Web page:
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Old-school production meets high tech at Marwi factory

Published March 17, 2015

TAICHUNG, Taiwan (BRAIN) — Marwi’s four-story Taiwan factory and global headquarters was one of the most modern automated factories visited on a recent weeklong press tour of facilities arranged by TAITRA, Taiwan’s trade development council. 

The facility, completed in 2011, also displayed the greatest contrast in manufacturing techniques and atmosphere.

In one noisy building, heavy, steam-belching machines pounded out forged steel pedal axles and die-cast aluminum pedal bodies — Marwi claims to be the largest pedal maker in the world, producing about 30 million pairs a year. 

In a saddle manufacturing area, a huge rotating injection machine, a sort of saddle-making carousel, filled most of a room. The machine covers low-priced saddle bases with padding and covers in one step. Second only to pedals, saddles are a big part of Marwi’s business; the company sells about 6 million saddles a year.

In a nearby pedal-making area, one expensive-looking robot did nothing more than snip off a piece of plastic flashing from an injection-molded pedal body — a quick snip that could have been done by one (very bored) worker with a pair of scissors.

But the effect of Marwi’s faceless machinery and shiny robots was offset by human workers in clean rooms with ample natural light. In one top-floor room with wide windows overlooking rice fields, groups of skilled workers installed covers on high-end saddles by hand — a laborious process more often associated with high-end Italian saddle factories. Printing and cutting saddle covers, likewise, is a precise process, and Marwi’s rooms devoted to these steps would not look out of place in a Swiss clothing factory.

Worldwide, Marwi employs more than 700, with facilities in the Netherlands, Czech Republic and Indonesia.

The Marwi Group was formed in 1983 when Marwi merged with Xerama Taiwan. In 1995, the group acquired Union, a German pedal, light and computer maker that dates to 1899. Marwi also owns the Nightpro lighting brand, the Selle San Remo and SSR Pro saddle brands, Xerama components and the Bike Tool by Union bike tool division. The Taichung factory continues to produce Ti-Dye titanium spokes and makes a wide line of forged derailleur hangers for the repair market.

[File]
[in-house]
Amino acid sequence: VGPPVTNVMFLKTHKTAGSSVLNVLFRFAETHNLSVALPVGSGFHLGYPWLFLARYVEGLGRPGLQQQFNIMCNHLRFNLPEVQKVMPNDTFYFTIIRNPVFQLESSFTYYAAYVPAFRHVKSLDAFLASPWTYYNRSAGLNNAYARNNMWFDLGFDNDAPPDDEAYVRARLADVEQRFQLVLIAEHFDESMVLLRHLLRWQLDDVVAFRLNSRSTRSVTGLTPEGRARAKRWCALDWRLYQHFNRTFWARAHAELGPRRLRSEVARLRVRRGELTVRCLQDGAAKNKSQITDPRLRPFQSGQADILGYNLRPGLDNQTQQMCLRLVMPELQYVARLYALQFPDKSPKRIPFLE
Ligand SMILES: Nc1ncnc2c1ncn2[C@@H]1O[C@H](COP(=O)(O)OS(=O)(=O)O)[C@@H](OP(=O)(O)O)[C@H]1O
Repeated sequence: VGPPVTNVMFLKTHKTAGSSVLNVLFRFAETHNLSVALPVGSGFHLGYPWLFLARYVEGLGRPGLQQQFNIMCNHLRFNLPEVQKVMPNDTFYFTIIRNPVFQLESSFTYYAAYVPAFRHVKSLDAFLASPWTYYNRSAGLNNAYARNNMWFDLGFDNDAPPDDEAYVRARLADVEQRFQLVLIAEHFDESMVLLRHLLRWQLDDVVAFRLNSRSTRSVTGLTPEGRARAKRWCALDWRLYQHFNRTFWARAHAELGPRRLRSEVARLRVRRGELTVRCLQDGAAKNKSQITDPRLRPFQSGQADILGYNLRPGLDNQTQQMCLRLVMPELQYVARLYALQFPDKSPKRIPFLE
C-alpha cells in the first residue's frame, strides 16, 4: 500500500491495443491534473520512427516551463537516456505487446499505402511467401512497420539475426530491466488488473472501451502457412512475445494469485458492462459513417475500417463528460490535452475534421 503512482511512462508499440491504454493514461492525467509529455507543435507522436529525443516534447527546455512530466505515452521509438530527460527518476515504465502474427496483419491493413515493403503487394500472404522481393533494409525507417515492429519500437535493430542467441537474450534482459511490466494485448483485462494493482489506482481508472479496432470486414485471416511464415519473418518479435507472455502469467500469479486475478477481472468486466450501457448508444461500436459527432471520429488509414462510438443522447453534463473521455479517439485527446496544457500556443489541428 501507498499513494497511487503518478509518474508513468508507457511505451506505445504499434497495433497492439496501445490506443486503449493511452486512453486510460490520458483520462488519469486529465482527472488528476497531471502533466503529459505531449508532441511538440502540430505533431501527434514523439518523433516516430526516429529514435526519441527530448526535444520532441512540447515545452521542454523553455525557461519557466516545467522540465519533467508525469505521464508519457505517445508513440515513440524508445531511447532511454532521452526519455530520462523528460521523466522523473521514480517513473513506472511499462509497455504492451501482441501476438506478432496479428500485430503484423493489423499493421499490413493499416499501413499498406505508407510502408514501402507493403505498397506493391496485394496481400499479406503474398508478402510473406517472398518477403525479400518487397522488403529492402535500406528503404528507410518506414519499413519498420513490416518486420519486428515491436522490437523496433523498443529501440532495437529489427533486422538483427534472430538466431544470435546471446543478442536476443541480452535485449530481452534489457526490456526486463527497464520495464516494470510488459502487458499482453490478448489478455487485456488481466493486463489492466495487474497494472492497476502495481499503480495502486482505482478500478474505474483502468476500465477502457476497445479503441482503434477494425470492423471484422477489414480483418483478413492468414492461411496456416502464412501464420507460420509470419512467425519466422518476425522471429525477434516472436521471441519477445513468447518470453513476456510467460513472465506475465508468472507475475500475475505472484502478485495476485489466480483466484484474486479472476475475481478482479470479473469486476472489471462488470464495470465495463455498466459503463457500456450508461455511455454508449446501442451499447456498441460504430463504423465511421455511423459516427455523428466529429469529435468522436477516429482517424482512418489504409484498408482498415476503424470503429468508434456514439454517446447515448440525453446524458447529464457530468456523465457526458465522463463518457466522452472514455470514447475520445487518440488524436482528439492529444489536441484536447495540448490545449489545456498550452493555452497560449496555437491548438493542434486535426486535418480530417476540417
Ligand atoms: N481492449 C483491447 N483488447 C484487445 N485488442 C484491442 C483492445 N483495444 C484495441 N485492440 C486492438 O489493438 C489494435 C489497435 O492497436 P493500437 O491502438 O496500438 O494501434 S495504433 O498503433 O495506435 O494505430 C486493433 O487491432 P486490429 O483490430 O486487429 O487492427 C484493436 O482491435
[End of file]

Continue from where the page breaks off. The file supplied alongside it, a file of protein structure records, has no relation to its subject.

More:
Besides its own products, Marwi produces components and small parts for other companies, including several well-known pedal and saddle brands. 

The company operates an R&D center in Germany, and also does product development in Taiwan. The facility we toured included a saddle development lab, which included devices to measure saddle pressure points in real time as riders pedaled on stationary bikes. 

Overall, Marwi does about 25 percent of its business in Europe and 14 percent in North America. General manager James Huang said the company expects to see increased sales in China in the coming years, even as Marwi continues to push to the higher end of the market in all its product categories. He also said Marwi is continuing to develop new product areas, possibly including drivetrain parts — one category where Marwi currently has little presence.  


Topics associated with this article: Tradeshows and conferences, Taipei Cycle Show

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